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Mount Hikurangi, Gisborne Overview

Mount Hikurangi is the highest non-volcanic mountain of North Island that witnesses sunrise at the very first place. It is located in the Tairawhiti region, scaling up to 1,754 metres. The mountain is a sacred place for the Ngati Porou people. They believe that Mount Hikurangi was the first point to emerge from the sea when Māui fished up the North Island. The mountain is a rugged place which also has the remains of the Maui’s canoe, Nukutaimemeha, that was traditionally used in the famous fishing trip.

The trek to the top starts from Pahikiroa station that is located at the end of the gravel Tapuaeroa Valley road, which is approximately 20 kilometres inland from Rotorua. The Mountains can be accessed through the Tapuaeroa Valley that is open for public, operated by Te Runanga o Ngati Porou.

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Top Things to Do

Watch the sunrise
Mount Hikurangi is the first place to witness the morning sun at the very first place. One can experience the new day dawn before anybody else.

Mount Hikurangi is the best hiking spot in the entire North Island. The track for the same involves 4-5 hours of steep walking. For the hikers, the splendid sunrise is the motivation to climb till the top.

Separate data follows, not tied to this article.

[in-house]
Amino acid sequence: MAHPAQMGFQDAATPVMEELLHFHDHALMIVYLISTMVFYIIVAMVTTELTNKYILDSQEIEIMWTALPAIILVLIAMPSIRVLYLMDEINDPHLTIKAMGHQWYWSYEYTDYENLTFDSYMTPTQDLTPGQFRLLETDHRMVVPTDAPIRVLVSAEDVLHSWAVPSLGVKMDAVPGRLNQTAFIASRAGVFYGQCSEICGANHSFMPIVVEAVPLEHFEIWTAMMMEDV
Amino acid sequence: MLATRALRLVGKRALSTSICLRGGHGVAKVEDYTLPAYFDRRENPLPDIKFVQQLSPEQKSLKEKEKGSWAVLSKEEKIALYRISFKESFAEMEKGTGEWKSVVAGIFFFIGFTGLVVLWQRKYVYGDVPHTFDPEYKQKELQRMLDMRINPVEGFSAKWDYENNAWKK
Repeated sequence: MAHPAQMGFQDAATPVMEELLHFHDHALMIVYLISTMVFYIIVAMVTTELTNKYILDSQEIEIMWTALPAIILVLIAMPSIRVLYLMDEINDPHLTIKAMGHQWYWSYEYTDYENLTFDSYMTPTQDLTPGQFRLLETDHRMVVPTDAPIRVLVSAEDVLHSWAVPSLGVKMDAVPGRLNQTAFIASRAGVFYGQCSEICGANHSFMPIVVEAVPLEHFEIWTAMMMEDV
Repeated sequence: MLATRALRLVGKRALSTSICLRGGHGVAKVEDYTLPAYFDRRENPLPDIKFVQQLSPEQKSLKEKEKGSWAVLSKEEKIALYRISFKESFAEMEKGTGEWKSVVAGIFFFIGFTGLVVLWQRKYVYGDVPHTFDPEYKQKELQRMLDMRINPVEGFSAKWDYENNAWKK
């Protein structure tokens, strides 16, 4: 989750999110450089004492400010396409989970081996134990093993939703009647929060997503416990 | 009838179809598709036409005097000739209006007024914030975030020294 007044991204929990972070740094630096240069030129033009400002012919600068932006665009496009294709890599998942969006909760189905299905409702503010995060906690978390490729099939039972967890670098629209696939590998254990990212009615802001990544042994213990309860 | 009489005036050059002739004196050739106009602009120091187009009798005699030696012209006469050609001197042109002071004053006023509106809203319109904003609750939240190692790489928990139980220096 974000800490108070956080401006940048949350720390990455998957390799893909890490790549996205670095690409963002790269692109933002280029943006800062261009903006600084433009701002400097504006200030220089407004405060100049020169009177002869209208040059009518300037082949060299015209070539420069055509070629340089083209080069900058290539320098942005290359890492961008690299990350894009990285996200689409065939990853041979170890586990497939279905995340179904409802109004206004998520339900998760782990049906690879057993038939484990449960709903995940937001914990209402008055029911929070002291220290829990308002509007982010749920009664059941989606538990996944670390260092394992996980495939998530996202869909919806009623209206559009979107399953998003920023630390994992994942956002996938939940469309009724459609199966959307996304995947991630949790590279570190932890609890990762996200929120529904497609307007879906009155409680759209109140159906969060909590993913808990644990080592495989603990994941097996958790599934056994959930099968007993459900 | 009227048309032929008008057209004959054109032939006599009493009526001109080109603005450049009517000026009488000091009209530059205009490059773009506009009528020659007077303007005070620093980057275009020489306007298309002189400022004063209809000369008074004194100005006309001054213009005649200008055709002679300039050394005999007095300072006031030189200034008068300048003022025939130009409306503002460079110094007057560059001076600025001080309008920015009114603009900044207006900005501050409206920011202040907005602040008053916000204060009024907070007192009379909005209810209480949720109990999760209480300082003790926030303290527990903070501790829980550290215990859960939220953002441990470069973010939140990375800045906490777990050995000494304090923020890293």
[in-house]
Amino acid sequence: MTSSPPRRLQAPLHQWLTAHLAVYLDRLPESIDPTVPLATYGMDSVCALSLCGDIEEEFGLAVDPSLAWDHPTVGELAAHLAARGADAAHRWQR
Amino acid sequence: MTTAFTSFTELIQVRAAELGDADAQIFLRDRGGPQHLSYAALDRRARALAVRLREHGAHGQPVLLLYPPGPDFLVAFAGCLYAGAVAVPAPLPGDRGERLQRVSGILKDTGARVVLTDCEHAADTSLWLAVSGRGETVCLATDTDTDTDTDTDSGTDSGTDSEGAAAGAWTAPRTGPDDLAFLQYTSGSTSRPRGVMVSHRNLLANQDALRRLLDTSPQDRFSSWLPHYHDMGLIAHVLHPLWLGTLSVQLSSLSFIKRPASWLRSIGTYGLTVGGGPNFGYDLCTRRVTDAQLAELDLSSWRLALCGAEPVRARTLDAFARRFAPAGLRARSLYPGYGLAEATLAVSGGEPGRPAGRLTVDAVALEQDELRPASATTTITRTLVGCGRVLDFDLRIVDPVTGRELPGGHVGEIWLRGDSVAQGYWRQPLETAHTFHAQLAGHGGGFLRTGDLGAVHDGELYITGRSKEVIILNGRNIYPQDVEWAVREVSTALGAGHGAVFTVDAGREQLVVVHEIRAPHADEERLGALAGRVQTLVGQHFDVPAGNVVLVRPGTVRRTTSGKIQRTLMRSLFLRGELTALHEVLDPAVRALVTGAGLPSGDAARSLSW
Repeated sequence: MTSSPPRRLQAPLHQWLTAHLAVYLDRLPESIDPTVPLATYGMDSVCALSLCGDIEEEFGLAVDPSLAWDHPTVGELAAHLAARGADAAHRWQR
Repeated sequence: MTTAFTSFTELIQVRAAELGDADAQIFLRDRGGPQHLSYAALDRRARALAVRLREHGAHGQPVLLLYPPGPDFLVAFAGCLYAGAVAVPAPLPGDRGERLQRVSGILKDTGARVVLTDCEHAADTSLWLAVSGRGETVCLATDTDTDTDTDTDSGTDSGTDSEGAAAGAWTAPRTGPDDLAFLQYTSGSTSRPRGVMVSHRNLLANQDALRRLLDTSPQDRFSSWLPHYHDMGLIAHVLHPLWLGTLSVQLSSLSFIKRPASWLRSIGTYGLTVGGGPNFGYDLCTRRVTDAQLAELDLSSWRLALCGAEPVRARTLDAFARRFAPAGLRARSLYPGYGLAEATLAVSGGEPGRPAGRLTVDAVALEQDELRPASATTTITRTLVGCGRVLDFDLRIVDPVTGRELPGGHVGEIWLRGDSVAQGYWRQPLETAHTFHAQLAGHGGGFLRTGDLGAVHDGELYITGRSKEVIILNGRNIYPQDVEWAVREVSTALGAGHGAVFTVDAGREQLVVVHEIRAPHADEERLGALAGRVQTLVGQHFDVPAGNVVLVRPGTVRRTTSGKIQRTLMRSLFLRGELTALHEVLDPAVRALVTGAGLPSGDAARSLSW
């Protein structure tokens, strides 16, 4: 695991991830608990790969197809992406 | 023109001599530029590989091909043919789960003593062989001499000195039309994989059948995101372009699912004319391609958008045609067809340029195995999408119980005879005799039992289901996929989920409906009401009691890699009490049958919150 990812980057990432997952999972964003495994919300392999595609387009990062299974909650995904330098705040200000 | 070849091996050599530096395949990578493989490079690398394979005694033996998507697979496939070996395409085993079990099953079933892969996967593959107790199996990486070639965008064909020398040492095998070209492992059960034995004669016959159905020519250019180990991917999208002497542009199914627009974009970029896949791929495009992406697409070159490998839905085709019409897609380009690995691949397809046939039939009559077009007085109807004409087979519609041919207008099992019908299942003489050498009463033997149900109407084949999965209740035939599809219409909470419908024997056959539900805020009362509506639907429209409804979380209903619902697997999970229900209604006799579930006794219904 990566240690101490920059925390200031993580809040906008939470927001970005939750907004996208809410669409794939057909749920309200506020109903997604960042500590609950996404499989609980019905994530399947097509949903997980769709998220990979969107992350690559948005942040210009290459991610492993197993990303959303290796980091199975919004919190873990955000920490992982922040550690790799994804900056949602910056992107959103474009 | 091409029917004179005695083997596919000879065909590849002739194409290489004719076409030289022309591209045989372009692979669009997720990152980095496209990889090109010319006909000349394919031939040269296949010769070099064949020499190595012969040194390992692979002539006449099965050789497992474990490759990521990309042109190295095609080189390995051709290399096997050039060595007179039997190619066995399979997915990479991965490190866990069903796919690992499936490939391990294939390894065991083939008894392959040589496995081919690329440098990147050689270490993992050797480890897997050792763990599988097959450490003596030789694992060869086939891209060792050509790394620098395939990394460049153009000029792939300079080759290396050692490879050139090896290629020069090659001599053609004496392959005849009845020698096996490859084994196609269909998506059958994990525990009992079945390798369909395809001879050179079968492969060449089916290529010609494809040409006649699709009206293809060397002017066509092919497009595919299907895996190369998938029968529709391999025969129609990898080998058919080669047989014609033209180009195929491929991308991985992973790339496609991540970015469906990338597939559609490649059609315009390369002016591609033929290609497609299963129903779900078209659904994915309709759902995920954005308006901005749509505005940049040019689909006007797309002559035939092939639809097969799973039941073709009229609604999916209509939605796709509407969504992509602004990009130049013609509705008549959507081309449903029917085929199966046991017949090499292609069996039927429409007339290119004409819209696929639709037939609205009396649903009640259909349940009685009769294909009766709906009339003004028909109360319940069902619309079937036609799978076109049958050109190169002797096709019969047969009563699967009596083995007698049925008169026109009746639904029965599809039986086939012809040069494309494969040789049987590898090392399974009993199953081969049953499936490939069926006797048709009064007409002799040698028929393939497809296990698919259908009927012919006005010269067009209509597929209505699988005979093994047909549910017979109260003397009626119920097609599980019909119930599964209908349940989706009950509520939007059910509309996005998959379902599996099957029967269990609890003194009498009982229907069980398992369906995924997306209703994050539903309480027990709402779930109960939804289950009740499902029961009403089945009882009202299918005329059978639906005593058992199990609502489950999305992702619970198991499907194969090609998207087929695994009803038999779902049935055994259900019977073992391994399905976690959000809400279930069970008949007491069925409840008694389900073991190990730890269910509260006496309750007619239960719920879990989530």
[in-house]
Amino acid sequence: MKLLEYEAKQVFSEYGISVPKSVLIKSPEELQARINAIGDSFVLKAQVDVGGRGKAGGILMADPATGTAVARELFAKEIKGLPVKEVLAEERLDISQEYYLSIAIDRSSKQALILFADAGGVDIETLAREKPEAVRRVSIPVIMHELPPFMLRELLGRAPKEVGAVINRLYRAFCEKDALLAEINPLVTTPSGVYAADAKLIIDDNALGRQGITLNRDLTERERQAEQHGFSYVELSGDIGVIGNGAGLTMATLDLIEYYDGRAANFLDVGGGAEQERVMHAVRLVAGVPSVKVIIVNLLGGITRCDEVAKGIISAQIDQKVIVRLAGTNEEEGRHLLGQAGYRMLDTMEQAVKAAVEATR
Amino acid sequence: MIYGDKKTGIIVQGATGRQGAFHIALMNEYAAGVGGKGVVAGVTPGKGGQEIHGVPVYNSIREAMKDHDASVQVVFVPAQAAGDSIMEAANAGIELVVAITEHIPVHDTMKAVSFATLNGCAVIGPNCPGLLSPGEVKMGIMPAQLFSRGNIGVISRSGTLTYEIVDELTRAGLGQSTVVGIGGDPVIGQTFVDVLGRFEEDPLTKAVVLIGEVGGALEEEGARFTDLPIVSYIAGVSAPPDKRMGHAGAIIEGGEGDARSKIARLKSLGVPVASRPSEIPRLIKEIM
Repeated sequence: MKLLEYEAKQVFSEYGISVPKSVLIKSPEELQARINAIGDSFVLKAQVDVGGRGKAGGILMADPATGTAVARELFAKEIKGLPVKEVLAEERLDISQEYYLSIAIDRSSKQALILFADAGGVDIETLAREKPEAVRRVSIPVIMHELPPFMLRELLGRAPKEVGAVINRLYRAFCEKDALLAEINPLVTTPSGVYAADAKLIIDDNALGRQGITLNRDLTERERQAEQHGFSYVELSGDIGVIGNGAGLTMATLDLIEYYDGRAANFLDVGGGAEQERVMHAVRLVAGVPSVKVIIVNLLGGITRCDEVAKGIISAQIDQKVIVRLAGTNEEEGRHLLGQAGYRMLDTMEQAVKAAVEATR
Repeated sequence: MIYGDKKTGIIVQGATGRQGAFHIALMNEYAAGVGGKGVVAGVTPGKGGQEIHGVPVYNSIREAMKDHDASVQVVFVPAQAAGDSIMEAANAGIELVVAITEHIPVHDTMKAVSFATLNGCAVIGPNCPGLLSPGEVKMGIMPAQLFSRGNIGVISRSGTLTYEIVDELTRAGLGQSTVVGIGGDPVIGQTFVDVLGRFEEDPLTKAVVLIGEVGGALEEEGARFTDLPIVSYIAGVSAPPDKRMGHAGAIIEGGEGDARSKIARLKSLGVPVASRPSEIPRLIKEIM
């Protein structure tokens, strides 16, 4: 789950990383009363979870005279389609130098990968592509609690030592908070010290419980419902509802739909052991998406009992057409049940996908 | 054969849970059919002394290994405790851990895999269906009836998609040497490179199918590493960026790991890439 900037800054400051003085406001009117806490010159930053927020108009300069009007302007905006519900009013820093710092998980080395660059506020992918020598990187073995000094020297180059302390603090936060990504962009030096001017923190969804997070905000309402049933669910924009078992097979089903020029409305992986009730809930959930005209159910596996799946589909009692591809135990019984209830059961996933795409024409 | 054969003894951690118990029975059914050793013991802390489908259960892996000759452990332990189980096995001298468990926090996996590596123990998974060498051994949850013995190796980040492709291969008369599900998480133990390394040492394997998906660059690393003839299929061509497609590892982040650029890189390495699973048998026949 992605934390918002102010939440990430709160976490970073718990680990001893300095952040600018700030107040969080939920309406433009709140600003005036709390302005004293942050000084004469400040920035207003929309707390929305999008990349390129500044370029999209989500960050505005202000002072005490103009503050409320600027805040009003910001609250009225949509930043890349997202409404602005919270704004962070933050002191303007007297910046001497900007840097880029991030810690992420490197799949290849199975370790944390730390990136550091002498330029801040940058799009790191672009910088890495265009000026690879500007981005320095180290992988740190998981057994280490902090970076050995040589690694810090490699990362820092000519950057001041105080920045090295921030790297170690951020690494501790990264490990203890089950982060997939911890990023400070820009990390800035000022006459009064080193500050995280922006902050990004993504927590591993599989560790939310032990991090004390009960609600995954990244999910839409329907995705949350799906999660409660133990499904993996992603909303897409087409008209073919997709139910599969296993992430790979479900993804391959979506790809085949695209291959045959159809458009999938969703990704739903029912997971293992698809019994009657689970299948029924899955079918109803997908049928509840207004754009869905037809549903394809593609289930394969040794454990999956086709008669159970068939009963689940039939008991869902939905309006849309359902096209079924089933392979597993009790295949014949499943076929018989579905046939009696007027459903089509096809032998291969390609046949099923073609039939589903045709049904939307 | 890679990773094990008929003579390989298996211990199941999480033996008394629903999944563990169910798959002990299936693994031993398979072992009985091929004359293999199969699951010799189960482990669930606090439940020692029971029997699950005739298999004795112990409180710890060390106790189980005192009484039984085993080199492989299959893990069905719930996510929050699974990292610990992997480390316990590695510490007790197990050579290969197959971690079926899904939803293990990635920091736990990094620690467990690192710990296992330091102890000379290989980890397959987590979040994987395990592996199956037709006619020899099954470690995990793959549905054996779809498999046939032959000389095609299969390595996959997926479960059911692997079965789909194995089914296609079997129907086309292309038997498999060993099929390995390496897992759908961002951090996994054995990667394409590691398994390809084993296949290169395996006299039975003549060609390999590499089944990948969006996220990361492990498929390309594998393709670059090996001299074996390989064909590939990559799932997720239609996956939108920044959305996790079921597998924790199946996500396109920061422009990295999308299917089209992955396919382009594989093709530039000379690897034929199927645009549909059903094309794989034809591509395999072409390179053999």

Taste the local wine
Gisborne is famous for its locally grown wines that serve your taste buds with an authentic pump of flavours. Gizzy food month in July is what Gisborne famous for. It is a food fest where one can enjoy all the delicious delicacies prepared locally along with the hand-curated exotic wines.


Mount Hikurangi serves you with a hut that is approximately 4 -5 hrs walk from the car park that is located below the station manager's house. The hut needs to be pre-booked to secure yourself a space to stay. It is the most convenient option when it comes to accommodation, as, it hardly takes 2-3 hours extra in order to reach the summit. Other options like camping aren't permitted within the premise.

Flora and Fauna

The mountains apart from its rugged beauty are also home to the exotic native flora and fauna.

New Zealand's alpine vegetation can be seen here, among which, alpine shrubs and delicate herbs like Buttercups and wild Spaniards are found in bulk. Hikurangi, interestingly is the home for the very rare and only home to the Hikurangi tutu - a sub-alpine shrub. North Island Saddleback was last seen in 1910 at Mount Hikurangi before its reintroduction in Zealandia in Wellington. Native birds and animals Like fantails, falcons, brown kiwi, motuweta riparia, short and long-tailed bats can be found in the area.

How To Reach Mount Hikurangi

The track to the Mount Hikurangi's top starts from 25 km from Ruatoria. One can take a turn off to SH 35 onto the gravel Tapuaeroa Valley Road and can follow the signs leading to  Pakihiroa Station and also, a formal carpark resides right below the station manager's house. There is no public vehicle available beyond this point.

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